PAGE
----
Prior to 2015, myself, Coach Vela and Coach Q discussed the teams prospects. Our number one priority is always that every athlete improves as much as possible, but we also set the goal of finishing with a winning record on both sides for a combined winning record. At the time this was a very ambitious goal, having gone just 1-6 on both sides the year before, with the last winning record on other side being the 4-3 record of the boys in 2002. In fact, in the entire BVAL era, from 1996 to 2014 the Lady Comets Track team had NEVER had a winning record even once. The best combined record was the 7-7 team of 2001, when the boys went 5-2 and the girls 2-5.

The Team collectively demonstrated that they were ready to change that. the team of 2015 finished a combined 10-4, with the Varsity girls achieving the first winning record on record in school history (1975-2015) and definitely the first winning record in the BVAl era.  The rapid turn around of the program speaks to the very hard working group of student athletes on the Comet Track team. James Lick still has limitations. We are still considered academically “at risk” we are currently the 2nd smallest school in the BVAL, but despite these limitations, the Track Team’s size spiked from 25 athletes in 2014, to 44 athletes in 2015.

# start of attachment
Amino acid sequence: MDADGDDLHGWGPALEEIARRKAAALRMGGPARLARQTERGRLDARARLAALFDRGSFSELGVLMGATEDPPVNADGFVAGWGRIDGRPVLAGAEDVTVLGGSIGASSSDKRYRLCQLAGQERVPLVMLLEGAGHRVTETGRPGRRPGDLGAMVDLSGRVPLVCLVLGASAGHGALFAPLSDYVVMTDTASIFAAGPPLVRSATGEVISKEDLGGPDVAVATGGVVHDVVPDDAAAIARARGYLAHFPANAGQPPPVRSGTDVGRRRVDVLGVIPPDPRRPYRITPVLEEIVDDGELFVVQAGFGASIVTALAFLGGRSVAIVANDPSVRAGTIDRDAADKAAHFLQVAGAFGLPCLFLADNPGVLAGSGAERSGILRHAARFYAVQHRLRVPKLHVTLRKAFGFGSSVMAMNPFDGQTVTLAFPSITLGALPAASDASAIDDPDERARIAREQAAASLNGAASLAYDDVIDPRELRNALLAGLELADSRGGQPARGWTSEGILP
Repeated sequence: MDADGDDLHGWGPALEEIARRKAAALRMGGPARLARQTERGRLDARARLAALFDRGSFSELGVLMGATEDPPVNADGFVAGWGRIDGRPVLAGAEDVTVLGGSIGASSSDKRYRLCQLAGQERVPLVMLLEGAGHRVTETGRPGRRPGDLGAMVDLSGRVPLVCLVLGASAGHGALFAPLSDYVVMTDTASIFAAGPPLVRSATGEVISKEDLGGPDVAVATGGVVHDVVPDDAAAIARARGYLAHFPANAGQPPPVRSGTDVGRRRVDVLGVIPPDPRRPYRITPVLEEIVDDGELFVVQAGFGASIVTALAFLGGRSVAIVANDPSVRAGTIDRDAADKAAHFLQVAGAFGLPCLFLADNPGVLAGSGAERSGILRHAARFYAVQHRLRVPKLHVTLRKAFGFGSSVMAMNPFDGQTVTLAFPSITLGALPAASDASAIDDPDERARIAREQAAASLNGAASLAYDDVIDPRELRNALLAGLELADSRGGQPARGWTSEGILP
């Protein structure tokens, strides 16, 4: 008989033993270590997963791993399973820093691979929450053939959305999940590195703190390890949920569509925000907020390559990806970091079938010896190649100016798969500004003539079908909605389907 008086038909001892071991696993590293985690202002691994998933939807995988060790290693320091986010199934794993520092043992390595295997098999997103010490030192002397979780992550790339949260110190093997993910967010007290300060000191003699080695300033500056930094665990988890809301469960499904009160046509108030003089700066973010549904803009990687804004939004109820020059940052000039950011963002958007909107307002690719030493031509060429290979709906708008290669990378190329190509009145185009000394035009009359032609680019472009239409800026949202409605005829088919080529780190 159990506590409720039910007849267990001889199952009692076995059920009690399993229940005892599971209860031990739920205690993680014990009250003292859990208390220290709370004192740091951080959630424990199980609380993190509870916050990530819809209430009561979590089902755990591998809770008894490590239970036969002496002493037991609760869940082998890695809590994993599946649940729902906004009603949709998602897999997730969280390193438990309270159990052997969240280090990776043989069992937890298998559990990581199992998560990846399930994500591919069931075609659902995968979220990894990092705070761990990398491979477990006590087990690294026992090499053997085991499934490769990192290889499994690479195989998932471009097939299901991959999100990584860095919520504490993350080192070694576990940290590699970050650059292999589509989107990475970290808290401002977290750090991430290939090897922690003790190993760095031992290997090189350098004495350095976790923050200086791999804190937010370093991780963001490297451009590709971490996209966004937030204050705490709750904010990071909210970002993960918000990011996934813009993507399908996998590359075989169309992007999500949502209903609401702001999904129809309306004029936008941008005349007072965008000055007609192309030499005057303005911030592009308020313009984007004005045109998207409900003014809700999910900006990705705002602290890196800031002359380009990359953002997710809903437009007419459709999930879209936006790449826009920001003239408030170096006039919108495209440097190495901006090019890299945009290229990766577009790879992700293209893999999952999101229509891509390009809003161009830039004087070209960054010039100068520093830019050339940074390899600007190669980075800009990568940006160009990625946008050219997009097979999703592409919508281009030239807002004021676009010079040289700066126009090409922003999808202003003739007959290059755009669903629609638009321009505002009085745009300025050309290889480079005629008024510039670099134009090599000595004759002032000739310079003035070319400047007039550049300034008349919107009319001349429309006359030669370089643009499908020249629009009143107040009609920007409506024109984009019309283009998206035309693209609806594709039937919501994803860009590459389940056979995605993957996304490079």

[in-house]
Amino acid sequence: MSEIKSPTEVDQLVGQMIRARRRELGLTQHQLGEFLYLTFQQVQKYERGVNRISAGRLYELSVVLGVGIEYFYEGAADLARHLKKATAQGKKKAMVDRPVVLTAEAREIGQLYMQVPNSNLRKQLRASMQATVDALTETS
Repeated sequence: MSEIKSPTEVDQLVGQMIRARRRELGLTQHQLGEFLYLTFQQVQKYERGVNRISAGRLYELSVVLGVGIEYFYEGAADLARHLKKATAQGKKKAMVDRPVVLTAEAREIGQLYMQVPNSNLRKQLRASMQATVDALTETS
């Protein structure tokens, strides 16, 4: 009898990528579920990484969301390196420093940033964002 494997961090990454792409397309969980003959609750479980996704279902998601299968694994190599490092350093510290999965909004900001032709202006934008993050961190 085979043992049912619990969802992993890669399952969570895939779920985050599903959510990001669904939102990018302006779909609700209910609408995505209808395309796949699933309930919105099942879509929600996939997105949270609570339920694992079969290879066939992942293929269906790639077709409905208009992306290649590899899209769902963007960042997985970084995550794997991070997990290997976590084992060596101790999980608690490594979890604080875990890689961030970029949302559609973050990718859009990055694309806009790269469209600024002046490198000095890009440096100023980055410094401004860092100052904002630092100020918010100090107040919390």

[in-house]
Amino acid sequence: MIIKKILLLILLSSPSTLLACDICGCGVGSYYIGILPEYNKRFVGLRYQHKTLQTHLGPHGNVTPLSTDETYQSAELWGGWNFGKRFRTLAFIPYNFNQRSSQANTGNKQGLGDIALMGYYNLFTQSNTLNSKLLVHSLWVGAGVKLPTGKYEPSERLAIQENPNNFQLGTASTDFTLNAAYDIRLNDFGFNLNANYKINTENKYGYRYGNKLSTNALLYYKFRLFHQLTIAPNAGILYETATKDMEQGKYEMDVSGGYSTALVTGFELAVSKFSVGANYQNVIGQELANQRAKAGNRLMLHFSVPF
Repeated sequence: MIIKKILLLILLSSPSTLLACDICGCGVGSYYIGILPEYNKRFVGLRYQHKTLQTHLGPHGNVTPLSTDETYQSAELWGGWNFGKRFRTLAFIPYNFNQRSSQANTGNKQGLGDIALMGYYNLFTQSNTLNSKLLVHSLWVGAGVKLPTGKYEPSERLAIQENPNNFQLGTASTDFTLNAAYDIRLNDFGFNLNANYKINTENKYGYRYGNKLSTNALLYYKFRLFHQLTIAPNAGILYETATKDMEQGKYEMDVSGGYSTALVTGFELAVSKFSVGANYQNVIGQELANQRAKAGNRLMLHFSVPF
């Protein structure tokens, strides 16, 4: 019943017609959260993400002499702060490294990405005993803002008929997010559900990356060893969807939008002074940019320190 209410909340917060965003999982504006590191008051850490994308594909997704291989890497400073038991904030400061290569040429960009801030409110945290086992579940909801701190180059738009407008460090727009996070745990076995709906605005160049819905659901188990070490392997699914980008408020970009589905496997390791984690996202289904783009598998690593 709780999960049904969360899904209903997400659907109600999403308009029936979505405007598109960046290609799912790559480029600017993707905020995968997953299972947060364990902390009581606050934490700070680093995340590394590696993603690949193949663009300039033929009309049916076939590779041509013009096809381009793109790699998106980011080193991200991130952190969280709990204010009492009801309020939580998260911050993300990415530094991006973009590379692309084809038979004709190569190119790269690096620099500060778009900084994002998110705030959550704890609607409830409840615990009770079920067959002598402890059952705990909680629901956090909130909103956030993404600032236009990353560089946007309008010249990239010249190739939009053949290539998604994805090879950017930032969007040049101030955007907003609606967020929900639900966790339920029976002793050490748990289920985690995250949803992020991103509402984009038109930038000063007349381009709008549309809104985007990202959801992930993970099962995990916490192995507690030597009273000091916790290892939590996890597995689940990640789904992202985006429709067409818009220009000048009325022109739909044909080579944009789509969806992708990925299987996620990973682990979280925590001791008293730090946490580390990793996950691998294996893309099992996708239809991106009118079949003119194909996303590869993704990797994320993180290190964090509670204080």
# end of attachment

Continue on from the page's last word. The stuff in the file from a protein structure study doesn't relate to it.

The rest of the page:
The great 2015 JLTf renaissance boasted the school’s best girls team in the BVAL era and likely the best one in school history. Daniela set school records in all three distance events, and Andrea Ortiz set the school record in the 300 hurdles. The most commendable thing about the group of athletes who have turned JLTF around however isn’t the way that they compete, but the way they cohere. At WVAL finals last year, I had the immense pleasure of being told by multiple coaches that the James Lick Track team stood out for their remarkably welcoming and supportive treatment of their teammates and opponents. The Sportsmanship demonstrated by the team shows that the group of athletes we currently have aren’t weighed down by the perceptions of outsiders, or the limitations placed upon them.